I have been using Next.js to create a statically generated site based upon data from an external API. I’ve been having a lot of problems with repeated calls to the same api route (which returns the same data) each time.

The reason this is a bit of a headache for me is that:

  • I am paying for the api and I only have a fixed number of calls per day
  • If I hit the api too rapidly the api won’t return the data to me due to rate limiting.
  • It’s a waste of time and bandwidth hitting the same route…

Go to your site settings in Netlify and then select Build & Deploy.

I had found other guides for dockerising a React project using React Router and served using Nginx. However I kept on coming upon this error when going to an address that was not the root (ie /users or /posts). I could navigate through my React SPA and the address bar would update but when going directly to a route I would get a 404 error.

In my previous blog I took my Flask backend made it into a Docker image and deployed it onto an AWS EC2 instance.

This time I’m going to talk about how I used Docker to get my entire stack running on one server (in reality this probably isn’t ideal but I wanted to see if I could do it and I only have one free EC2 instance). My application consists of a React frontend, a Flask backend with a Celery worker, a Redis server for messaging and a MySQL server for the database.

I have created the Docker image for…

In my previous blog I implemented the use of Celery to manage asynchronous tasks (in my case sending emails).

The next avenue I’m looking to explore is containerisation with the long term goal of implementing continuous deployment. For my exploration of containers I will be using Docker which is the most popular containerisation solution. However first a bit about containers from Docker “A Docker container image is a lightweight, standalone, executable package of software that includes everything needed to run an application: code, runtime, system tools, system libraries and settings.”

So rather than having separate virtual machines for each application…

Previous blog here.

After getting SQLAlchemy up and running in my project I then worked on creating the restful routes in the back-end and the fetches and forms to use them in the front-end.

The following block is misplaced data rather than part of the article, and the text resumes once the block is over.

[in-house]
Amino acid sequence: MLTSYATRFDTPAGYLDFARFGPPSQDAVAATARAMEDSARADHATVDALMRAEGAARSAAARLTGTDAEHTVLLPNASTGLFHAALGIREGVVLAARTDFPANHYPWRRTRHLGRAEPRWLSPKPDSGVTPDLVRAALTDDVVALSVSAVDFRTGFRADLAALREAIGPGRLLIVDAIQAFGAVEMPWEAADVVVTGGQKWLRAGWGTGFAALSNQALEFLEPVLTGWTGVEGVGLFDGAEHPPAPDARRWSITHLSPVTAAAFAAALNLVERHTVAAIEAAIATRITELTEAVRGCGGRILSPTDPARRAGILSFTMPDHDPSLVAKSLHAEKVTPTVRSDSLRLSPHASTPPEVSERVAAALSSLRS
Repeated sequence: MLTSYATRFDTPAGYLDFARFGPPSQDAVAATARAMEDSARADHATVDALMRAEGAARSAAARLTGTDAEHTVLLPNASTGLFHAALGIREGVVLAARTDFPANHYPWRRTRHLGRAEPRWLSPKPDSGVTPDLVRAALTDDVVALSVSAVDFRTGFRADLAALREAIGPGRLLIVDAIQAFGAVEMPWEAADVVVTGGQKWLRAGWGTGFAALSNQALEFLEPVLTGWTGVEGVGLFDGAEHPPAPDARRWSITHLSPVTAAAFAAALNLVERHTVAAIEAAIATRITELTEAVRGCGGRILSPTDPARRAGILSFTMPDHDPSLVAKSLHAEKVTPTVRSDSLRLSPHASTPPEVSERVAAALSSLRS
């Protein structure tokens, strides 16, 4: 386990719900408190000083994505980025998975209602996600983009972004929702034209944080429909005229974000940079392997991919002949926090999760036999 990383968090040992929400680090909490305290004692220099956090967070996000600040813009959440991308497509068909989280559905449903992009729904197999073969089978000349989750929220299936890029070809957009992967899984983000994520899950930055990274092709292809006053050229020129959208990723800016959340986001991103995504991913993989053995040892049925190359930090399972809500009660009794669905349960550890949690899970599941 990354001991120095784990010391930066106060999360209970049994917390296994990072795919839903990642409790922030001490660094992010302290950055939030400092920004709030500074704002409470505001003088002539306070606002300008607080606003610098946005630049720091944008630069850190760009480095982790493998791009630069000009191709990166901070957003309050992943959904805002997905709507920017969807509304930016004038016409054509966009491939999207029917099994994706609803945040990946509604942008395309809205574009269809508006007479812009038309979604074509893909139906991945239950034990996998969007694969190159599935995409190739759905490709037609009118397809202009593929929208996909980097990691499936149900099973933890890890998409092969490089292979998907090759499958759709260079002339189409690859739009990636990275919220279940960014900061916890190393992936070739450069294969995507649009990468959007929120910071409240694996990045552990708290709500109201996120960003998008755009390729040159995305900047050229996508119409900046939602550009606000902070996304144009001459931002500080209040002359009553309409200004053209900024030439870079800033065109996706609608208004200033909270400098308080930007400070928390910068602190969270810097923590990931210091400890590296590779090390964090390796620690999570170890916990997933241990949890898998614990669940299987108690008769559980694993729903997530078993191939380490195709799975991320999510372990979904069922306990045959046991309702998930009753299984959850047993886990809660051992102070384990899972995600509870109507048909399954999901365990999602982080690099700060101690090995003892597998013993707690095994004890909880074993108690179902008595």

So the next interesting and new to me piece of the puzzle was asynchronous task management and the reason for using it in my project is that I want to send emails.

When creating a user account I want to be able to send a welcome email to the new user. The whole process involves database operations to see if the username/email exists already, creating a…

Previous blog here.

Object Relational Mappers (ORM) are frameworks that bridges the gap between our classes in our object-oriented program and a relational database. The ORM will take the classes and create a database and tables based upon these. This means the programmer will not need to write their own SQL code for every database operation they want their program to do, hopefully leading to less bugs and a cleaner code.

Examples of ORMs are Hibernate (Java), Sequelize (node.js), Entity (C#) and SQLAlchemy (Python) which as I’m programming my backend in Python is what I will be using. …

Previous Blog here.

So in creating my baby change finder app I now have a front-end that displays a map with location markers on and this front-end fetches the data from my back-end API server.

So that’s it then? All good? Well if the application was only ever going to have these hardcoded places and it wasn’t necessary to add any more then it might be. However as discussed in the planning stage I want users to be able to add new places, update them and even add information such as reviews. …

Previous post here.

I have an overall idea of what I want to achieve so I now need to make a start and have to decide where. In this case I have decided to work from front to back for a few reasons, firstly I have never used the Google Maps API before and I’m unsure of what information it will need from my backend and I want to make sure I can get it working! If I was unable to get it working or it didn’t satisfy my requirements I would need to look for an alternative solution.


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Since I have graduated from CodeClan I have worked on some freelance projects mainly using the languages I learnt on the course and have also been learning and enjoying Python.

So I have decided to do a personal project that would both consolidate my existing skills and put the new ones I have been learning into practice. The idea is to solve the problem of being a Dad out with a baby and needing to find somewhere you can change their nappy as baby change facilities are often located in the women’s toilets. …

Patrick O'Neill

Software Developer

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